- sleeplessness and sleep disorders
- chronic rhinitis (runny nose), congestion, and post-nasal drip
Most people are well aware of a food allergy due to the immediate response after eating the food. They can simply avoid the food in order to avoid symptoms. In contrast, with food sensitivity, you unknowingly eat foods which are slowly and insidiously depleting your health. The muted and delayed response to those problem foods makes it difficult to draw links between the food and health symptoms.
So if you’re eating problem foods consistently, your immune system gets stuck in overdrive, spitting out immune complexes which lodge themselves anywhere in your body and create inflammation. And as Dr Christiane Northrup, MD, points out, inflammation is behind so much chronic disease and countless ailments(2).
Non-Immune-Mediated Food Reactivity (akin to the various other agencies falling under the public safety realm)
Adverse reactions to food can also occur without the immune system involvement. Examples include chemical sensitivity (things like food dyes and MSG added to our foods) or food reactions due to enzymatic deficiency (i.e lactose intolerance).
How to Identify Food Allergies and Sensitivities
True food allergies are easiest to identify, as symptoms occur shortly after the offending food is ingested. If in doubt, your physician can help you confirm a food allergy. Food allergy testing (which looks for IgE antibodies) is covered by provincial health plans.
To my knowledge, food allergy testing here in Canada only uncovers IgE antibodies. If you are curious whether one or more food sensitivities (i.e. IgG antibodies) are interfering with your health, food sensitivity testing is available through a Holistic Nutritionist or other alternative health care provider.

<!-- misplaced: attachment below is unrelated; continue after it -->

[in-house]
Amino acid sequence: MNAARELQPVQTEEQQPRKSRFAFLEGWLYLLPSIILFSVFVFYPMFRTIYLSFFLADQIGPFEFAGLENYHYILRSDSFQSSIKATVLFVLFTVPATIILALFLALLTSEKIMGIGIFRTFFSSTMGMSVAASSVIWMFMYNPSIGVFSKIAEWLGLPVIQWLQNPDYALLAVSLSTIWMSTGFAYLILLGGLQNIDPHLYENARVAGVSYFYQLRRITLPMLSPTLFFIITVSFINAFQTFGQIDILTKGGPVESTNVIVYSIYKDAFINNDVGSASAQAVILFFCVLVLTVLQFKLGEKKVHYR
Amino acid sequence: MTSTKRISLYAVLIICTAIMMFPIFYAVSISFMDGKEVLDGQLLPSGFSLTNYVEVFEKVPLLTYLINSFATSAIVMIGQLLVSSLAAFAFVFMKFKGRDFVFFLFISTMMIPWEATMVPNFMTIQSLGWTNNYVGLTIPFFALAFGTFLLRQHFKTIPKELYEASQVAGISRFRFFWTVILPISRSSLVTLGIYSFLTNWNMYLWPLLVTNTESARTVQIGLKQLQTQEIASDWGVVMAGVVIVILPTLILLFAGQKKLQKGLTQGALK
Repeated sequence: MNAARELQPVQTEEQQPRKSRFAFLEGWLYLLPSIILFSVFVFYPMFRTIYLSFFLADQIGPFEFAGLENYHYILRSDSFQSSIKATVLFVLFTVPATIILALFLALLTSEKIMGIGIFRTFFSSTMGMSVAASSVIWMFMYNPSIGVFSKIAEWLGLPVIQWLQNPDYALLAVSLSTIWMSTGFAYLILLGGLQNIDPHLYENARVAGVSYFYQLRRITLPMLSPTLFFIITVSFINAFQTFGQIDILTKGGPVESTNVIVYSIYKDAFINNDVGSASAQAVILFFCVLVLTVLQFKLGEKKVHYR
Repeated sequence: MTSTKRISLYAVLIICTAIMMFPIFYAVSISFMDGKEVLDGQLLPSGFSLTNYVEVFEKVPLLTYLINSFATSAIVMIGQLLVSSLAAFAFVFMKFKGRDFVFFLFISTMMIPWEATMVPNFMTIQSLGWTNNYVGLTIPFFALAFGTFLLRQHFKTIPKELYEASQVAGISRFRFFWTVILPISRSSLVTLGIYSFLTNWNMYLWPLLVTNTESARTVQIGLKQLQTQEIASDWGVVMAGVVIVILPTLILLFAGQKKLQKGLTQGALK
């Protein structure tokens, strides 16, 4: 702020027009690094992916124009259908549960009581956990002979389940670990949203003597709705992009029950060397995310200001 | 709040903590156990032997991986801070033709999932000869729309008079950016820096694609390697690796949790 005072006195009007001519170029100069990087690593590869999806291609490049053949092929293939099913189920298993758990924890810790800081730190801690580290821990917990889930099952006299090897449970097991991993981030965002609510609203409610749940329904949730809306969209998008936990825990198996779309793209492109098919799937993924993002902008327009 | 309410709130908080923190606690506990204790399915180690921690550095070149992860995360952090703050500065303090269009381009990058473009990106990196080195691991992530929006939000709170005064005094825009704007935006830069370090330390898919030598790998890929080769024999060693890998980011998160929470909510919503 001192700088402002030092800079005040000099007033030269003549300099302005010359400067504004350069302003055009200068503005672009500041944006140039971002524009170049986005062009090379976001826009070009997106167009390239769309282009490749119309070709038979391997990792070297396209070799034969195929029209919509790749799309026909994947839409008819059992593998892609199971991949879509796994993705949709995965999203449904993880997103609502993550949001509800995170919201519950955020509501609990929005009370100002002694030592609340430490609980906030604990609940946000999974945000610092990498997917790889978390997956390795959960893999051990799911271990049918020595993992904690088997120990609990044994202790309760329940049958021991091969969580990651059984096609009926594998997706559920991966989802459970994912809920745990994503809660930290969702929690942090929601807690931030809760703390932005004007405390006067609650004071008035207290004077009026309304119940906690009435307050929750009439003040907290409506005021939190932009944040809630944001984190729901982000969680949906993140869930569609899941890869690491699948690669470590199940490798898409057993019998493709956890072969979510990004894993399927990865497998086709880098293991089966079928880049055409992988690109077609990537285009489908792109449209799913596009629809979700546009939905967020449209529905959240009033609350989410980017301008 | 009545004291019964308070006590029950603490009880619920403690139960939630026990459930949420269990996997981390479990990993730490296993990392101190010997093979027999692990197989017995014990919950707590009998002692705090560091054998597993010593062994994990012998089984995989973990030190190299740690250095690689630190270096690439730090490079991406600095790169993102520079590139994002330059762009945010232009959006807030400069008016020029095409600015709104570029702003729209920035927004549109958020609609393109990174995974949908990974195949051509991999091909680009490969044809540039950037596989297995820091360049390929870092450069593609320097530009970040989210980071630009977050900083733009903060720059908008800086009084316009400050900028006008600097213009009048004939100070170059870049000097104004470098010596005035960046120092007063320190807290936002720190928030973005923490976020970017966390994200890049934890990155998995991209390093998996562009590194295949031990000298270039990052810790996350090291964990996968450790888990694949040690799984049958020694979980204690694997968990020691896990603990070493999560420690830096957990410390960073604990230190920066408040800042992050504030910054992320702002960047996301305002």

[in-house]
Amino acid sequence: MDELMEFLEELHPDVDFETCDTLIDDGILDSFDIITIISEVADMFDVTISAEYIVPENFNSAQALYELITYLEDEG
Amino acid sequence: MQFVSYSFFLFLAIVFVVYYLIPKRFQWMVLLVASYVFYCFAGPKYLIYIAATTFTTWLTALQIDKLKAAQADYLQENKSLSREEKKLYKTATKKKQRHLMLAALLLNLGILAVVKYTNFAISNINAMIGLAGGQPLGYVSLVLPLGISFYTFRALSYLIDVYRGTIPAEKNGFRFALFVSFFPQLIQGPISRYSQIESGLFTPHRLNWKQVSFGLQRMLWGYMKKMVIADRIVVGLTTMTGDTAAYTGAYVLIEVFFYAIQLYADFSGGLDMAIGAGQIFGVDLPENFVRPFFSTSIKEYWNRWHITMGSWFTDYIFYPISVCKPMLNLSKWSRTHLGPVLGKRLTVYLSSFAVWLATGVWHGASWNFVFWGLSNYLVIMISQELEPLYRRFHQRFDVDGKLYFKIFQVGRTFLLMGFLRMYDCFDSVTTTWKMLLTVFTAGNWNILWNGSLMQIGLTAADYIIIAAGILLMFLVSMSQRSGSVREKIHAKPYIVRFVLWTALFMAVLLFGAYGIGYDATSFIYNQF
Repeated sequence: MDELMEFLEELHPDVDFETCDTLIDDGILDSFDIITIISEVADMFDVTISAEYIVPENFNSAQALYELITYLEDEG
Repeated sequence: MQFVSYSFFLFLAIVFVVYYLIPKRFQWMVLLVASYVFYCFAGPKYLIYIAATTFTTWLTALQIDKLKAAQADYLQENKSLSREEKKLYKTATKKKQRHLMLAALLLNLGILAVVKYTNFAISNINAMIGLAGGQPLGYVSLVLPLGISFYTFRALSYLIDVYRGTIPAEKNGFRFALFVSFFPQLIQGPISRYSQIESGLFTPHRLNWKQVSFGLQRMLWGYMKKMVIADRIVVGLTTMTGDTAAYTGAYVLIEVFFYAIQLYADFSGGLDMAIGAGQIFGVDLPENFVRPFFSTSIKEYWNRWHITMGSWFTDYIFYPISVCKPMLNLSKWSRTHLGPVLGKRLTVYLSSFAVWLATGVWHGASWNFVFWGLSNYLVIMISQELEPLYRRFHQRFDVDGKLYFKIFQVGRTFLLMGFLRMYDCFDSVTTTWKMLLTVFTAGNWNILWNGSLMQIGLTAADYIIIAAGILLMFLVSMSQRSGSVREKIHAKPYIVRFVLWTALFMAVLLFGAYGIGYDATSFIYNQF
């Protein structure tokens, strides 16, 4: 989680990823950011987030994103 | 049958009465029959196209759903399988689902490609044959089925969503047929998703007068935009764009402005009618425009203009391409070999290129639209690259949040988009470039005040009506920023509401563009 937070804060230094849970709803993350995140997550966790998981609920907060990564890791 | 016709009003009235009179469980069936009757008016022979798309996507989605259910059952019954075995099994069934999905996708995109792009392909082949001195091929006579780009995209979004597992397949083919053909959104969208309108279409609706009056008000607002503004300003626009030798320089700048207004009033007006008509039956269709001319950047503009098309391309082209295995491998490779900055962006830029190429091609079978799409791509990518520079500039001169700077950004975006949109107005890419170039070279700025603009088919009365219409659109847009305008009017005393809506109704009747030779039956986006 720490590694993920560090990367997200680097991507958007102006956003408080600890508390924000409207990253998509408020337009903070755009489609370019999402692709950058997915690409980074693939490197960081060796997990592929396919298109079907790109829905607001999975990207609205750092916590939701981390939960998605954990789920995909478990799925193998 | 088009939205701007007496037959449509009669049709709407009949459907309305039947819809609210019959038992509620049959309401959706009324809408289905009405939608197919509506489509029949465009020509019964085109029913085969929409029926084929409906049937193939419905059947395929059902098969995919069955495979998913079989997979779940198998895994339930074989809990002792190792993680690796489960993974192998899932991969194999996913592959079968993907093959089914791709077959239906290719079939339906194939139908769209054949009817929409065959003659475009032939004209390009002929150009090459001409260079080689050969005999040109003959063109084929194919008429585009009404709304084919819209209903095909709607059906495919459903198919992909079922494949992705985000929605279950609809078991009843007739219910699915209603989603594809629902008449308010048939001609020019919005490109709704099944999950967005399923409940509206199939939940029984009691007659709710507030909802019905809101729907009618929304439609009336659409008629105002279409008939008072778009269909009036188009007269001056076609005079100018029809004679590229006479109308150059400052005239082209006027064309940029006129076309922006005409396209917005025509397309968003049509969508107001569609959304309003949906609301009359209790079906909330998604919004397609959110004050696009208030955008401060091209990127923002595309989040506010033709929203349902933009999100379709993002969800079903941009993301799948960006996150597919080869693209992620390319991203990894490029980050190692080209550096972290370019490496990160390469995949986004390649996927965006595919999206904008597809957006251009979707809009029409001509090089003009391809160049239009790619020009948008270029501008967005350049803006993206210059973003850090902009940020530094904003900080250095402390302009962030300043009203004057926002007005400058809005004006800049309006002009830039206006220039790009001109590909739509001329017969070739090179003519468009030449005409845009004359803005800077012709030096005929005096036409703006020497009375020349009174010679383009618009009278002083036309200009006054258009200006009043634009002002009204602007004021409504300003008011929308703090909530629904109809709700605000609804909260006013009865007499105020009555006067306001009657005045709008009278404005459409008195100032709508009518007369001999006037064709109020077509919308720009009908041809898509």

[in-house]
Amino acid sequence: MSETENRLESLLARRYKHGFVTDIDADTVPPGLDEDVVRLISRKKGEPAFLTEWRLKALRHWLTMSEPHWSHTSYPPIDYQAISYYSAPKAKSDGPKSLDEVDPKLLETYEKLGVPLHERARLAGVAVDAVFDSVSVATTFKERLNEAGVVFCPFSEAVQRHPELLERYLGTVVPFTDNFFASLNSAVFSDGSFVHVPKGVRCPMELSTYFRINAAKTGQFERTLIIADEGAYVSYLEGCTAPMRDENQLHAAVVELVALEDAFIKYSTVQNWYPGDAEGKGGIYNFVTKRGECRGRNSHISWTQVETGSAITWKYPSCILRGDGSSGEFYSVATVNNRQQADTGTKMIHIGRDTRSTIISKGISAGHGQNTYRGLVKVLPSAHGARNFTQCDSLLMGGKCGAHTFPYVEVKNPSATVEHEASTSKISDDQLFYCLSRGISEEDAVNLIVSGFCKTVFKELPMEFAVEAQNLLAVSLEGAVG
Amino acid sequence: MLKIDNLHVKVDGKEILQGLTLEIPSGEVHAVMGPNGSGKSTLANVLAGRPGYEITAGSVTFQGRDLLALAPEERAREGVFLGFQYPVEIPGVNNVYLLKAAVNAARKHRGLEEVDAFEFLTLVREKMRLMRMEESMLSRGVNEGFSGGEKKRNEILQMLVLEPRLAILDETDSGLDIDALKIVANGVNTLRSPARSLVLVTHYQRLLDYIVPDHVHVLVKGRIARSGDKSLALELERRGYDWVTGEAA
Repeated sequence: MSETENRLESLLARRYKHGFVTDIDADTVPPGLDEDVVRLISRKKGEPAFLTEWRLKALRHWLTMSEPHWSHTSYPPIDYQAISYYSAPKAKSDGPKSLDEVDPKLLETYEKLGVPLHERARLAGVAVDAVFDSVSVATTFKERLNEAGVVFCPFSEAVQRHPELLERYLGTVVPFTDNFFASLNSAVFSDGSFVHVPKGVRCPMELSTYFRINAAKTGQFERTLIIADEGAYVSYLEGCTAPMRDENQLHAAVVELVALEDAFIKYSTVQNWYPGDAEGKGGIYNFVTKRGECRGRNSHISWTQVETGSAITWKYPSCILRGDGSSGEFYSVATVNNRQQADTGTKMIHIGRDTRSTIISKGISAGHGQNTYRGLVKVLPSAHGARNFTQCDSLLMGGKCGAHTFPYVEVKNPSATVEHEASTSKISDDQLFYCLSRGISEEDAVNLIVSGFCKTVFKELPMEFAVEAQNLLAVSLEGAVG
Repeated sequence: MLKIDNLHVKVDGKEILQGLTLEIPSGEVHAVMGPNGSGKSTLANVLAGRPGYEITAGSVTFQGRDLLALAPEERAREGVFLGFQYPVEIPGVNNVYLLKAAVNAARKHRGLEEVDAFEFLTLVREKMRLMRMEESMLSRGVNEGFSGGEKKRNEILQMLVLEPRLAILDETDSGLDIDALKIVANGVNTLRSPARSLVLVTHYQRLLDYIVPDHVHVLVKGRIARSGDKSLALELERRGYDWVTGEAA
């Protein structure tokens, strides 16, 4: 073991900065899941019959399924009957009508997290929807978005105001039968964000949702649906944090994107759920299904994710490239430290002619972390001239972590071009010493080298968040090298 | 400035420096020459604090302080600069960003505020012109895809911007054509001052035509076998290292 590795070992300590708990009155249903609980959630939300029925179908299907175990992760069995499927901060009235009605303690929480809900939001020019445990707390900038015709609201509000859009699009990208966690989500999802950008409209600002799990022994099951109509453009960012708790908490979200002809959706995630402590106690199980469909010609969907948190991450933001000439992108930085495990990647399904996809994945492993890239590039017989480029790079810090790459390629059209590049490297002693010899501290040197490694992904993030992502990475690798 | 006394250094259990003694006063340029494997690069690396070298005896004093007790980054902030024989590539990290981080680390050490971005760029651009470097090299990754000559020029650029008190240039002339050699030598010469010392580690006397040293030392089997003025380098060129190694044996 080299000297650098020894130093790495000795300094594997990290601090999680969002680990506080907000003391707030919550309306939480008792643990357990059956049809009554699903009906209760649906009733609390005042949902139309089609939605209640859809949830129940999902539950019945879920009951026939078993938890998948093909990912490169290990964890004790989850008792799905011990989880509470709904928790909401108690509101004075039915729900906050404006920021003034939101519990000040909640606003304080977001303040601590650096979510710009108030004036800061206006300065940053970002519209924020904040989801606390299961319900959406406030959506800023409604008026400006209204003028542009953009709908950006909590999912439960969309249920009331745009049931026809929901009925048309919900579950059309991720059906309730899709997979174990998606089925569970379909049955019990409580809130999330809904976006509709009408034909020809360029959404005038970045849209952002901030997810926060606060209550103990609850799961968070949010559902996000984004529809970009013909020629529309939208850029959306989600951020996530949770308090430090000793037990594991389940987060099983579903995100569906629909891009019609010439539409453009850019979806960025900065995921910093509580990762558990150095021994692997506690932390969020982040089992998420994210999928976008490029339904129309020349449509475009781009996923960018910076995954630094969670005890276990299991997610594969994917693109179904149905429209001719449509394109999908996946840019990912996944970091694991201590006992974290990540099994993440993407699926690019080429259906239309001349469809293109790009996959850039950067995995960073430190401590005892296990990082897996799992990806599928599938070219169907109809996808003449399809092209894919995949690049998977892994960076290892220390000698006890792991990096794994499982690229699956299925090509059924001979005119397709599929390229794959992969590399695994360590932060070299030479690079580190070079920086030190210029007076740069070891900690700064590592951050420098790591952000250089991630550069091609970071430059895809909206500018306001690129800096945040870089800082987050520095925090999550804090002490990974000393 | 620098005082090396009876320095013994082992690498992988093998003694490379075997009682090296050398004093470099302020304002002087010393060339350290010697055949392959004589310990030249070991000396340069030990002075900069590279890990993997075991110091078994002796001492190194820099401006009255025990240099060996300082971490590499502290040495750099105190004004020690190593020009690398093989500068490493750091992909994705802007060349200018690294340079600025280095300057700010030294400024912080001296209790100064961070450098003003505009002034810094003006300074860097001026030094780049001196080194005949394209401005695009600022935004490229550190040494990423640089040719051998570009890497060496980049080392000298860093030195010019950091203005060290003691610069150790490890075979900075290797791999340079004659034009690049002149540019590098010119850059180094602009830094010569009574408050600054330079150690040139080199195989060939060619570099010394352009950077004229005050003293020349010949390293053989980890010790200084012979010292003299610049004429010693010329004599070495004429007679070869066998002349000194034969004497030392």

A cheaper alternative to food sensitivity testing is to eliminate the most common food allergens for three weeks, followed by a methodical re-introduction of those same foods with close observation of resulting symptoms. This is known as an elimination diet, and it can dramatically demonstrate that a particular food you’ve always believed was harmless is actually behind your symptoms.
I personally found the elimination diet to be incredibly daunting. Finding suitable replacements for the staple foods in my diet was toughest. Also, I unknowingly ingested problematic food during the elimination phase because foods are disguised under different labels. For example, maltodextrin, a common ingredient in packaged foods, is often wheat-based. And some people fail to properly re-introduce the foods back into their diets, which is critical to an accurate assessment. For these reasons I recommend working with a Holistic Nutritionist or other qualified health professional if you go this route.
How to Address Food Sensitivity
If you do discover foods to which you are sensitive, your life is not over! In fact, relief would be a fantastic first reaction; as this information just might be the key to solving your health puzzle!
By avoiding problem foods for at least three months, while simultaneously supporting gut health (with help from a qualified health professional), you create the opportunity for your digestive system to heal and hopefully decrease reactivity to those foods.
Bottom Line: It is imperative to identify food sensitivities, as they promote inflammation throughout the body. Temporary avoidance of problem foods, while simultaneously working on intestinal health, is the best strategy to minimize food reactivity.
Dr Ann Wigmore, world renowned Naturopathic Doctor and pioneer of the natural health movement, said: “The food you eat can be either the safest and most powerful form of medicine or the slowest form of poison.”
I know this to be true, and I love helping people discover it for themselves. I invite you to book a FREE consultation with me here, to begin your journey to optimal health. This is a limited time offer, book today!
1.Robyn O’Brien, The Unhealthy Truth – How Our Food is Making Us Sick and What We Can Do About It, 27, Broadway Books, 2009.
2. Dr Sara Gottfried, The Hormone Cure, Foreword by Dr C Northrup, Scribner Press, 2013